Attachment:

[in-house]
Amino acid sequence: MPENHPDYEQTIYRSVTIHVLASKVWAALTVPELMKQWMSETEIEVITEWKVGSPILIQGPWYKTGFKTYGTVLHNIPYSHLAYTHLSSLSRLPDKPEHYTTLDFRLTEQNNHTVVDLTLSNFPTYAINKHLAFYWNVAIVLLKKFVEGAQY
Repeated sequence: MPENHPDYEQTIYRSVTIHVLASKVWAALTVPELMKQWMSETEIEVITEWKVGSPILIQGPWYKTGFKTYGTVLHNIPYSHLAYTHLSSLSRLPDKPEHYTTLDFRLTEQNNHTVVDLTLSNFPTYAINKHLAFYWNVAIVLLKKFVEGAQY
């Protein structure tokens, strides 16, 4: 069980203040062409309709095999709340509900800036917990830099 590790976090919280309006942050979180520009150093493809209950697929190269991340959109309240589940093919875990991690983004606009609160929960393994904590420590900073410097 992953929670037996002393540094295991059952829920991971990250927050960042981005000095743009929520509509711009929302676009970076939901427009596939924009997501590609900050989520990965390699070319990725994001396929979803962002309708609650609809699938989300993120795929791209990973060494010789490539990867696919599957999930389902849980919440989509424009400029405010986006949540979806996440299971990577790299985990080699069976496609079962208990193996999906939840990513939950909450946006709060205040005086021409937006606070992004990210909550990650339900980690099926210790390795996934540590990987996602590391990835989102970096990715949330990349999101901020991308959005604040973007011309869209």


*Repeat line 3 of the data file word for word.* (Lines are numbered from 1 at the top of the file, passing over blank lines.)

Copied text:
Repeated sequence: MPENHPDYEQTIYRSVTIHVLASKVWAALTVPELMKQWMSETEIEVITEWKVGSPILIQGPWYKTGFKTYGTVLHNIPYSHLAYTHLSSLSRLPDKPEHYTTLDFRLTEQNNHTVVDLTLSNFPTYAINKHLAFYWNVAIVLLKKFVEGAQY